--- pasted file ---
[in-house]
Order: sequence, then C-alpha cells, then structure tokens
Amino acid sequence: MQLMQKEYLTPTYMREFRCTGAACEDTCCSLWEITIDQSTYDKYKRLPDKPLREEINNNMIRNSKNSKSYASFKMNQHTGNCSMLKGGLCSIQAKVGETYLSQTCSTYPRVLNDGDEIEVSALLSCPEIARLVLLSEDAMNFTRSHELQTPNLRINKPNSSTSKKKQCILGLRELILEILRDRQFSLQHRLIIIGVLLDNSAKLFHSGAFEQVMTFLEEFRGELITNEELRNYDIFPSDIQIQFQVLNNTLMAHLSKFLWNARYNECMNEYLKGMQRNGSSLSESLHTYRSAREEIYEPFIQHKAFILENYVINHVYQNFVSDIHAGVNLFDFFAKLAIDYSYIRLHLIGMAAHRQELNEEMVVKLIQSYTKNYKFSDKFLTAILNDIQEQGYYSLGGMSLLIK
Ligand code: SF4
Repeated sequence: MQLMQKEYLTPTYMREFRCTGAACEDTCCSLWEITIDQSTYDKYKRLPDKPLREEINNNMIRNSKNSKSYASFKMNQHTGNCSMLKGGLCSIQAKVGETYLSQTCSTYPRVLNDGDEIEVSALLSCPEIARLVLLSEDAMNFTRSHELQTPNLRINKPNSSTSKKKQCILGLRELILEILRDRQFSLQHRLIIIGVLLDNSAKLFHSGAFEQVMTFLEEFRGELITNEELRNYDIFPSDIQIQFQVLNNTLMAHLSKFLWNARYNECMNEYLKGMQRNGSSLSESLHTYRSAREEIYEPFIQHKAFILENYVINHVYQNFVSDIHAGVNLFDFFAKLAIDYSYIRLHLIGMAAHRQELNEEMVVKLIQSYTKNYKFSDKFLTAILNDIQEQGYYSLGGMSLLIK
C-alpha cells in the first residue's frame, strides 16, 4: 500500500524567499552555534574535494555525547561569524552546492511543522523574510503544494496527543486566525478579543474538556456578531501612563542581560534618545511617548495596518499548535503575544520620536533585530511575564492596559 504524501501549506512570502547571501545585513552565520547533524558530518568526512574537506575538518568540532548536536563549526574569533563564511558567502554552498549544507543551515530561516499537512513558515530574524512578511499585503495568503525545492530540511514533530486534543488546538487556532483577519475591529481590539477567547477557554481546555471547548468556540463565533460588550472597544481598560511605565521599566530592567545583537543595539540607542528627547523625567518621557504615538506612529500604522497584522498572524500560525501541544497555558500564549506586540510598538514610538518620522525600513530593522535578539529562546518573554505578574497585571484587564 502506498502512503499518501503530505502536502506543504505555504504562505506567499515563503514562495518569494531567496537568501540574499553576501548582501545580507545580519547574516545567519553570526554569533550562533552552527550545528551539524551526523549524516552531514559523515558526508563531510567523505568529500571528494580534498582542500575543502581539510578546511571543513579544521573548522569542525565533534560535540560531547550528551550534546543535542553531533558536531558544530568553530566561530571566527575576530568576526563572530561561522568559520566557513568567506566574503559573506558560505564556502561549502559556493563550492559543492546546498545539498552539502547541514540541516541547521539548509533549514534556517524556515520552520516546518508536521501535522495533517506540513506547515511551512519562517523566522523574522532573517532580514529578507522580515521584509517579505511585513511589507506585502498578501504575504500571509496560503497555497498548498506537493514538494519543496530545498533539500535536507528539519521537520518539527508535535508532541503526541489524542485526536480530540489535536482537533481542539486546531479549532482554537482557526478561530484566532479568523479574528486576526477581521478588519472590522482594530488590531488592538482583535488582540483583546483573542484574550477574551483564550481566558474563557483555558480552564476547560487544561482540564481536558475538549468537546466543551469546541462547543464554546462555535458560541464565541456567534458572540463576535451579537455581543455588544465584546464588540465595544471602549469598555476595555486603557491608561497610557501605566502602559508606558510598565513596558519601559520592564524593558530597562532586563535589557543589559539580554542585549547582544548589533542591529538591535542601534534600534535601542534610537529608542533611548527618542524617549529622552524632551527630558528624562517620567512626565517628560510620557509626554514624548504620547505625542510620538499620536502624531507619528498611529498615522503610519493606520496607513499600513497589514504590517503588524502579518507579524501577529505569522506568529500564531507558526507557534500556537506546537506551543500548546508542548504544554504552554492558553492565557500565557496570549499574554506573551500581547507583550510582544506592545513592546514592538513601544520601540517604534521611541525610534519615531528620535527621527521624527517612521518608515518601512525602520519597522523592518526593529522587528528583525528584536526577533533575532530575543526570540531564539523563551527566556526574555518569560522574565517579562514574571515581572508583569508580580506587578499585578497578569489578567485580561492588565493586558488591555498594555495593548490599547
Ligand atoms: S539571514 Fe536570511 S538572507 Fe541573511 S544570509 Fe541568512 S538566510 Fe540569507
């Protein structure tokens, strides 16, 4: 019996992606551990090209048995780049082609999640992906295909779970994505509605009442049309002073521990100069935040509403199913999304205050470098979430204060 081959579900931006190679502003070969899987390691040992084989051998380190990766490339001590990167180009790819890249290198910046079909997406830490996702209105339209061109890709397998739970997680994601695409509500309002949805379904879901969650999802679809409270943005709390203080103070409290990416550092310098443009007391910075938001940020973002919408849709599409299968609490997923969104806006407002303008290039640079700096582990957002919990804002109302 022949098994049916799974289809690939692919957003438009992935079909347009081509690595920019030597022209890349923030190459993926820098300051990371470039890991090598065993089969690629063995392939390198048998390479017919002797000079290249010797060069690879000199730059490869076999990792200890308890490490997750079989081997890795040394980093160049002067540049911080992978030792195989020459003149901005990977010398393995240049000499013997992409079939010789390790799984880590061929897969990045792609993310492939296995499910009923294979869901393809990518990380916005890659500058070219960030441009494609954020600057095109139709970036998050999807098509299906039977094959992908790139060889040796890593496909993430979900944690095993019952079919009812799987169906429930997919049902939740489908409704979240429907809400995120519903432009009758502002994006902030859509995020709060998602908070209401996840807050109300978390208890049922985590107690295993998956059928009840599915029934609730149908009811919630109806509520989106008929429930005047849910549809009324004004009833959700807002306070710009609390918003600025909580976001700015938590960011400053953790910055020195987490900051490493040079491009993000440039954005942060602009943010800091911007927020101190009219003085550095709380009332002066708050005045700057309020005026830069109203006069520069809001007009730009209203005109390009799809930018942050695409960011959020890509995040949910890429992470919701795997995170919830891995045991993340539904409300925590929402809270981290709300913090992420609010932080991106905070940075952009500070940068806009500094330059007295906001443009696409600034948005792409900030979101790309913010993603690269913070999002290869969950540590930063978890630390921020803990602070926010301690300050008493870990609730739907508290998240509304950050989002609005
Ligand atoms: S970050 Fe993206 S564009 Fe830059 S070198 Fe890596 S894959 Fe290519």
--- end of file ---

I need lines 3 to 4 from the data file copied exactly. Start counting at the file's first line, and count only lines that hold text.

Amino acid sequence: MQLMQKEYLTPTYMREFRCTGAACEDTCCSLWEITIDQSTYDKYKRLPDKPLREEINNNMIRNSKNSKSYASFKMNQHTGNCSMLKGGLCSIQAKVGETYLSQTCSTYPRVLNDGDEIEVSALLSCPEIARLVLLSEDAMNFTRSHELQTPNLRINKPNSSTSKKKQCILGLRELILEILRDRQFSLQHRLIIIGVLLDNSAKLFHSGAFEQVMTFLEEFRGELITNEELRNYDIFPSDIQIQFQVLNNTLMAHLSKFLWNARYNECMNEYLKGMQRNGSSLSESLHTYRSAREEIYEPFIQHKAFILENYVINHVYQNFVSDIHAGVNLFDFFAKLAIDYSYIRLHLIGMAAHRQELNEEMVVKLIQSYTKNYKFSDKFLTAILNDIQEQGYYSLGGMSLLIK
Ligand code: SF4